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Zaluum (attempt at LabVIEW Clone?)

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I was Googling around on the subject of graphical programming and open source and came across this.  I have never seen it before.  It looks pretty rough and new, but also very familiar.  Seems to be Java-based.  I have not yet downloaded it.  Has anyone else seen this?  Opinions please.

 

http://www.zaluum.com/index.html

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I was Googling around on the subject of graphical programming and open source and came across this.  I have never seen it before.  It looks pretty rough and new, but also very familiar.  Seems to be Java-based.  I have not yet downloaded it.  Has anyone else seen this?  Opinions please.

 

http://www.zaluum.com/index.html

 

Well. Ignoring my extreme dislike for Java. It should have one huge advantage over LabVIEW in that you should be able create custom controls and, perhaps more importantly, dynamically create them on a FP. If they wrote it in something else I'd be really sold on it and have downloaded it already :D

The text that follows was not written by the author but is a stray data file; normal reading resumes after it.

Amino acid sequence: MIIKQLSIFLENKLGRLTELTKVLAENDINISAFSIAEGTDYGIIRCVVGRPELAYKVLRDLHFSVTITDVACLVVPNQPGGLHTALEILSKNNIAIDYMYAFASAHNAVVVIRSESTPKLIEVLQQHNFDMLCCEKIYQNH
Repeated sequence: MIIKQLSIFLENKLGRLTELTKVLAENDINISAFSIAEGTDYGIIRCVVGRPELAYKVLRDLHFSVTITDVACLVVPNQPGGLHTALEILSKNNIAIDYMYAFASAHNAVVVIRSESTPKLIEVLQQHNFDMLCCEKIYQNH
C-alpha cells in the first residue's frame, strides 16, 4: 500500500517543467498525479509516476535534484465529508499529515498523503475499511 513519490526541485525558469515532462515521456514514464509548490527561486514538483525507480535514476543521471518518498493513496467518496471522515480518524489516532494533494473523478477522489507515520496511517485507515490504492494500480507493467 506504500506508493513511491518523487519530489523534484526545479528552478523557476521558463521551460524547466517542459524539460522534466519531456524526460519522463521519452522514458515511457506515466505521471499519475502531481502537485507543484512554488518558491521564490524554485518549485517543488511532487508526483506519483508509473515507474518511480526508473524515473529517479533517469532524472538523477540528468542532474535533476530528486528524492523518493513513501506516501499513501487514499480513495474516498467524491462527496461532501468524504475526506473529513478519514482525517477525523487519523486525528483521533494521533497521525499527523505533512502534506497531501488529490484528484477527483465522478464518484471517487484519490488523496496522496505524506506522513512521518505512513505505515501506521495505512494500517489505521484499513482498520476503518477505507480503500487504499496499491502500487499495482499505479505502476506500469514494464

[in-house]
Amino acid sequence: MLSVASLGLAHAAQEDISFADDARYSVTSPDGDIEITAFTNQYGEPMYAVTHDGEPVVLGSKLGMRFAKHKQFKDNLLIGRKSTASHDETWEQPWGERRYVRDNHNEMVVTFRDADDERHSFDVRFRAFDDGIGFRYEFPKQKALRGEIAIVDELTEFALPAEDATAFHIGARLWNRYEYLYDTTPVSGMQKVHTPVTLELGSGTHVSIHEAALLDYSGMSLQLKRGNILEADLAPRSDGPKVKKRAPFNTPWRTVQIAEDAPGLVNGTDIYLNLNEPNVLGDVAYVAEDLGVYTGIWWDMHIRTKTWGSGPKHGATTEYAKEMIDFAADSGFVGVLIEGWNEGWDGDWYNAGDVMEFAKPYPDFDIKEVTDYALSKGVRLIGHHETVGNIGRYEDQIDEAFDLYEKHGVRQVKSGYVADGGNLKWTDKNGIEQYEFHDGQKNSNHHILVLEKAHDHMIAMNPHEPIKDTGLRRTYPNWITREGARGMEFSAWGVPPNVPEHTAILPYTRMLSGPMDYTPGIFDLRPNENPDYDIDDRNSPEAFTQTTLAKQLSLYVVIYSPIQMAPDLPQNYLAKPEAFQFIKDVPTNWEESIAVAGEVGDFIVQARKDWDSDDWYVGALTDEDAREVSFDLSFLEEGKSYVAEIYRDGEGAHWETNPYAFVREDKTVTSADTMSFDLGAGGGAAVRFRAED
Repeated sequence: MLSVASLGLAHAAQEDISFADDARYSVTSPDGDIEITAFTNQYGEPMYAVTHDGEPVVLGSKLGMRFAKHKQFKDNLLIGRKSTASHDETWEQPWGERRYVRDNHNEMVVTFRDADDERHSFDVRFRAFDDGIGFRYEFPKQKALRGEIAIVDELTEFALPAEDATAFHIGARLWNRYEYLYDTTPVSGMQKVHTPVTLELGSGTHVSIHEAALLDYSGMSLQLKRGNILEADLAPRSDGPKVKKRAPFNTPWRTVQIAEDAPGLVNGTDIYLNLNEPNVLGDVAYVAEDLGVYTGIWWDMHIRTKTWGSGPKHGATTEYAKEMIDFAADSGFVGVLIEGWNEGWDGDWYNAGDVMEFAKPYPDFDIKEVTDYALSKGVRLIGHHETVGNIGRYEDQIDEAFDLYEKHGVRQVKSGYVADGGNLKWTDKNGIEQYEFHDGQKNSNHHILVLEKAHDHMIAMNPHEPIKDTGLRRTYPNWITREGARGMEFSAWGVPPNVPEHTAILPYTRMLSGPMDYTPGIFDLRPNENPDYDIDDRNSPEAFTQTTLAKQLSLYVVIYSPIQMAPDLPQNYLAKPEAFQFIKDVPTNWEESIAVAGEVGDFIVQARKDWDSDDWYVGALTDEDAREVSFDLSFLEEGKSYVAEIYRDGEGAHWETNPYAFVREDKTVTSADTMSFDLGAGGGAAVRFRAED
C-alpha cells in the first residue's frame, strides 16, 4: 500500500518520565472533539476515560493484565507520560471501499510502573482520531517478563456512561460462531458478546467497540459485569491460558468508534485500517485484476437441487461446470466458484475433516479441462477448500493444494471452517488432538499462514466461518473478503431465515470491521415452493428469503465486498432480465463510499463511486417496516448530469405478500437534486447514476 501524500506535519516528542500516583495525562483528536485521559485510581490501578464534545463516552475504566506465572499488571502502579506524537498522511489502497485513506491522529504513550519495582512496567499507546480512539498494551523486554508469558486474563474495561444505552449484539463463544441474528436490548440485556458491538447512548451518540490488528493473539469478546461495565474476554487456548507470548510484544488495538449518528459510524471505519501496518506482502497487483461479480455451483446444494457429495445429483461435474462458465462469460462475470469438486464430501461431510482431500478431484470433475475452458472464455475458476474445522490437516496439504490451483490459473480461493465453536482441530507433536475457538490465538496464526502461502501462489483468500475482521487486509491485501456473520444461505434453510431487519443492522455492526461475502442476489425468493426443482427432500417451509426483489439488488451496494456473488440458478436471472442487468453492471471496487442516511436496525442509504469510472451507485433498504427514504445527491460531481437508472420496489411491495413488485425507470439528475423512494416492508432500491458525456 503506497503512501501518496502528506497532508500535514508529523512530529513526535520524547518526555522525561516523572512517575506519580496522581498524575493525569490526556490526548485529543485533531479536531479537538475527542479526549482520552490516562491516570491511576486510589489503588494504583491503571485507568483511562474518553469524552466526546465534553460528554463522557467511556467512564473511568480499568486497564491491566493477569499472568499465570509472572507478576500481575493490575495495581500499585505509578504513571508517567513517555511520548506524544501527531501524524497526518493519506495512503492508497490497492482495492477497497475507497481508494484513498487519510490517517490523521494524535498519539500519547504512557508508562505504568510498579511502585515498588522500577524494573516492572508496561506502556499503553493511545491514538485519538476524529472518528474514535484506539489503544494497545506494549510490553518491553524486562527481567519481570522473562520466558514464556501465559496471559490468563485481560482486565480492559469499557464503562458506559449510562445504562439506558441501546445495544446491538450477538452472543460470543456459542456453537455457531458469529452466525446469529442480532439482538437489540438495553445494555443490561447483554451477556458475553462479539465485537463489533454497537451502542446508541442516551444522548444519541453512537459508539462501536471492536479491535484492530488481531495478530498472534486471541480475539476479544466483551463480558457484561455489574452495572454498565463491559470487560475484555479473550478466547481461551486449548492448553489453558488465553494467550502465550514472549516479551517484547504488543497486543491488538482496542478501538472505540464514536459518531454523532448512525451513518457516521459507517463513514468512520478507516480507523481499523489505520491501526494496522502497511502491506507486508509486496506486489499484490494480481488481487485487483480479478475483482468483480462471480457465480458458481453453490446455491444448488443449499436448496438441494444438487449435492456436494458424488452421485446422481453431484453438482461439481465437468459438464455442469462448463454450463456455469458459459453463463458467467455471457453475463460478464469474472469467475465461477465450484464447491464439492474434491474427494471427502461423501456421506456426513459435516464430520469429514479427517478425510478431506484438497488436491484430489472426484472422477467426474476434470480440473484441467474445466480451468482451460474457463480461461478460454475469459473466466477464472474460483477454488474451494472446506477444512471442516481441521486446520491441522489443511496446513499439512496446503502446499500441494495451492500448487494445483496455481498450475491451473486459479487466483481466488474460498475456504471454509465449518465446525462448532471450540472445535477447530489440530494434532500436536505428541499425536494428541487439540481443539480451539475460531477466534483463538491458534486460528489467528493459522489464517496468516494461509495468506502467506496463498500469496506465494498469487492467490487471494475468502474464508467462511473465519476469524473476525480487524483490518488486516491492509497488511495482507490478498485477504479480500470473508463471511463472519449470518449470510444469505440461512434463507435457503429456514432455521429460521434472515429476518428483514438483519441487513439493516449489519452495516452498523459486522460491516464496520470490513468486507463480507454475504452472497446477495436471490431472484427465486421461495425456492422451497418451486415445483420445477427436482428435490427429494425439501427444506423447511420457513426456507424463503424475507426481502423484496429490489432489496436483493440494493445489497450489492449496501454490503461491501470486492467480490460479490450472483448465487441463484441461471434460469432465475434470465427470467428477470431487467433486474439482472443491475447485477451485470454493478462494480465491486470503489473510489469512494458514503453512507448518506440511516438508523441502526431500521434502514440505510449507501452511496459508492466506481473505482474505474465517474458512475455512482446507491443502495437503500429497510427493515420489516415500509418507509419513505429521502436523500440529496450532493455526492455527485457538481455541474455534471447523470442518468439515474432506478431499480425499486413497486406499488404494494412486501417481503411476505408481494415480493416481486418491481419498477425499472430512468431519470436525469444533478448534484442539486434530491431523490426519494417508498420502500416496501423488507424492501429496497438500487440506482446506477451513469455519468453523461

Nice little find there. I will be keeping my eye closely on it.

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I really like this idea. Don't think its ready for prime time yet, but really like the idea of mixing java (I actually like java :) ) with graphical programming. I can see myself writing classes with java and doing my threading with graphics. I do wonder if they are breaking some NI patents/IP however, some things look rather similar. Seems cool nevertheless for my quick glance through it this morning.

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I've seen several attempts at making a text based language have a graphical interface.  Something like "drop blocks down" and "generate text code" which just feels bolted on in my opinion.  I haven't look at this product itself so my comment might not be applicable.